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Article
February 9, 1990

Problems in Reporting Psychiatric Disorders Among Homeless Adults-Reply

Author Affiliations

The Johns Hopkins University School of Medicine Baltimore, Md
The Johns Hopkins University School of Hygiene and Public Health Baltimore, Md

The Johns Hopkins University School of Medicine Baltimore, Md
The Johns Hopkins University School of Hygiene and Public Health Baltimore, Md

JAMA. 1990;263(6):811. doi:10.1001/jama.1990.03440060050018
Abstract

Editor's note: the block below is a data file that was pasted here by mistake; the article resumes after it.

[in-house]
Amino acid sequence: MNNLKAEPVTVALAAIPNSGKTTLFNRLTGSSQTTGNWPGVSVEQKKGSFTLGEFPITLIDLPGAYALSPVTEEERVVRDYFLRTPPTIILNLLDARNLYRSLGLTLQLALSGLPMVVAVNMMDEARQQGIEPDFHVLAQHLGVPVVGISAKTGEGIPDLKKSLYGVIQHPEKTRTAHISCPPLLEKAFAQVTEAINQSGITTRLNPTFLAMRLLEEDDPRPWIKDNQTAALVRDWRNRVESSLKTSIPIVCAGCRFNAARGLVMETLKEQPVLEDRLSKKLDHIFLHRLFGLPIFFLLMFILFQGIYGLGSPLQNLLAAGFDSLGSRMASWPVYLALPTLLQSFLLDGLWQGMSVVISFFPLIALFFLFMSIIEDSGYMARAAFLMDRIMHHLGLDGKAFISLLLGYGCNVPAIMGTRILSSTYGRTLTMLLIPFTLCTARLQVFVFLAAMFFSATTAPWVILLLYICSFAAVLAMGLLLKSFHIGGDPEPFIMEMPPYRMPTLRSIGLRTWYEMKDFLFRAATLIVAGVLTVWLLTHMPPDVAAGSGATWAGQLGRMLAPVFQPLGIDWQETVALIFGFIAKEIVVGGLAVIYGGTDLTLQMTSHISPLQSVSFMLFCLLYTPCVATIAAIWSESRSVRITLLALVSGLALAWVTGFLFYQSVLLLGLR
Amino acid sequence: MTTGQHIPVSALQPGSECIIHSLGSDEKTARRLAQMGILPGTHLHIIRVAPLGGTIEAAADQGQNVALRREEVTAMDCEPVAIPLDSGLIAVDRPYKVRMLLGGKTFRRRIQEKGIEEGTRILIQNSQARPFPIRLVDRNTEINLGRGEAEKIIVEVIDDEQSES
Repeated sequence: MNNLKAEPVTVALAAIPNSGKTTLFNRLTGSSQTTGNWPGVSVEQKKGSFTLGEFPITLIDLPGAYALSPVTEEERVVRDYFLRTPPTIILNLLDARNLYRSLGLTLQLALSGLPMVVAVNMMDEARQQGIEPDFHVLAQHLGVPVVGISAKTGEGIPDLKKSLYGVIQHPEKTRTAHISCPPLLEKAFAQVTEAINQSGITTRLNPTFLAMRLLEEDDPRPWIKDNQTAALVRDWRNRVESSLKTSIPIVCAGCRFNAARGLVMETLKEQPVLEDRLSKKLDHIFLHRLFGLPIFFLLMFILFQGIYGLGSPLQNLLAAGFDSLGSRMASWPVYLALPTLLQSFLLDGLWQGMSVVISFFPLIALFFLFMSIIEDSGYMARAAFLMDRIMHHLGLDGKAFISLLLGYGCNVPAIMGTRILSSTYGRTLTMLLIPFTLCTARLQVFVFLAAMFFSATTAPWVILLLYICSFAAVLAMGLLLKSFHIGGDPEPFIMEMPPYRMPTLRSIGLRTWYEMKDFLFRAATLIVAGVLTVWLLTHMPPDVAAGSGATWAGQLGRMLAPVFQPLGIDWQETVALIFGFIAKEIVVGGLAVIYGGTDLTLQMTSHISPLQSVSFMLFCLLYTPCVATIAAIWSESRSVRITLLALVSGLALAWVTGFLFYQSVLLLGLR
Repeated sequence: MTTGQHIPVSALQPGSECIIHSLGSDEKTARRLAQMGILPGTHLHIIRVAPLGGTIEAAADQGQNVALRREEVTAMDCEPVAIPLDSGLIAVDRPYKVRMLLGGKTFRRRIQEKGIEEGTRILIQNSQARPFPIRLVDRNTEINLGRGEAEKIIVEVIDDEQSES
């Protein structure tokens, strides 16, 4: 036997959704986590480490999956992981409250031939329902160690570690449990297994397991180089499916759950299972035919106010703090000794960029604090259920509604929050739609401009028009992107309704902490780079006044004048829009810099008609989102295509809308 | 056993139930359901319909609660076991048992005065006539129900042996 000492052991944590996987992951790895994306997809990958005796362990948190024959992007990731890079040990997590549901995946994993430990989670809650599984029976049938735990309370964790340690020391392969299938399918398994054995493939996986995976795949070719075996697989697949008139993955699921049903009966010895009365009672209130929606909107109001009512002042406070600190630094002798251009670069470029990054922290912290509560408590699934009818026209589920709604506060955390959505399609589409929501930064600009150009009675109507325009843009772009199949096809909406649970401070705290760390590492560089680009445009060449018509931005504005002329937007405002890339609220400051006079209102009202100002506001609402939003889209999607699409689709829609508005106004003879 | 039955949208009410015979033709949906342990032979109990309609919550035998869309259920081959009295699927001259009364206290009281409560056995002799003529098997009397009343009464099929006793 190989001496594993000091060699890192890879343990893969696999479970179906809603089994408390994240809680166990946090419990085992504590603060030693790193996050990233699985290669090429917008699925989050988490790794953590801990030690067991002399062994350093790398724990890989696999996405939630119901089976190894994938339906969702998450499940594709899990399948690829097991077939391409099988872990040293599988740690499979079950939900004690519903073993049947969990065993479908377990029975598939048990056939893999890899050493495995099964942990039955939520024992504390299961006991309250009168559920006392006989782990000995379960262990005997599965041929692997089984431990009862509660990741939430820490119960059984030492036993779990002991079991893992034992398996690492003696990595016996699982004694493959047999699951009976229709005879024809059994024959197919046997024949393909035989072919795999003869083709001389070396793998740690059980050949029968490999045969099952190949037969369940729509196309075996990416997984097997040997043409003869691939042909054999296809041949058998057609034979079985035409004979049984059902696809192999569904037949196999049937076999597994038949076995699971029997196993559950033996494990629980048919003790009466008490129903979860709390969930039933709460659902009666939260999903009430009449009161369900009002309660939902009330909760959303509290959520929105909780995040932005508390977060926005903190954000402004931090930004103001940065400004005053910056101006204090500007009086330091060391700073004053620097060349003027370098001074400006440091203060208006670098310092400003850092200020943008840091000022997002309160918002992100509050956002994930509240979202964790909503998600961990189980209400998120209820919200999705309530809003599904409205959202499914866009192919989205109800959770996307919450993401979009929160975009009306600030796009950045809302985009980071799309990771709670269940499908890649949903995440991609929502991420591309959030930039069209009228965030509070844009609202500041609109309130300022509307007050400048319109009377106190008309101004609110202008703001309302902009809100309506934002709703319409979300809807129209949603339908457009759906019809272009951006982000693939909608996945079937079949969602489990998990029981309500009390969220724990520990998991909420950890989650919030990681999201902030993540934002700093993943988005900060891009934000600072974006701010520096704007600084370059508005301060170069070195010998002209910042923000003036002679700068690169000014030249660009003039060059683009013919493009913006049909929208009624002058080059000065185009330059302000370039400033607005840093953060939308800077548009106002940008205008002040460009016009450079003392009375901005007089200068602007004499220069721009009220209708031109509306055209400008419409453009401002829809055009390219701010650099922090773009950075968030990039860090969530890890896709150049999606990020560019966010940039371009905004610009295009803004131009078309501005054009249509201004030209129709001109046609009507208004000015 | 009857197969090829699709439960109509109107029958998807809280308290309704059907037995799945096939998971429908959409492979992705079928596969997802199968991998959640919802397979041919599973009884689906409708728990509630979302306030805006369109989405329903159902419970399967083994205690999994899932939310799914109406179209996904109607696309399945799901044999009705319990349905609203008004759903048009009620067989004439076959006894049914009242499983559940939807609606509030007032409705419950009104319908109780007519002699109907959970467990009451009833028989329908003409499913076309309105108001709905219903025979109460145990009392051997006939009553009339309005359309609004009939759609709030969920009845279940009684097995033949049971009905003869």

In Reply.—  Drs Winkleby and Fischetti draw attention to potential problems in the public interpretation of scientific data. Our report presented an overview of a complex data set and was not intended to be a complete analysis. It was written for a medical audience, and it is a cause of concern to us, too, that our data can be misinterpreted in the public media, where, for example, reports may fail to distinguish major mental illnesses from the broad spectrum of Axis I disorders. In fact, although our prevalence rates of Axis I disorders as a whole are very high, those for major mental illness do not diverge substantially from rates reported by other investigators.1 Where our study differed from others was that subjects were examined by psychiatrists, so that a wider range of psychopathology was detected than is possible using structured interview instruments.The question of "severity" of

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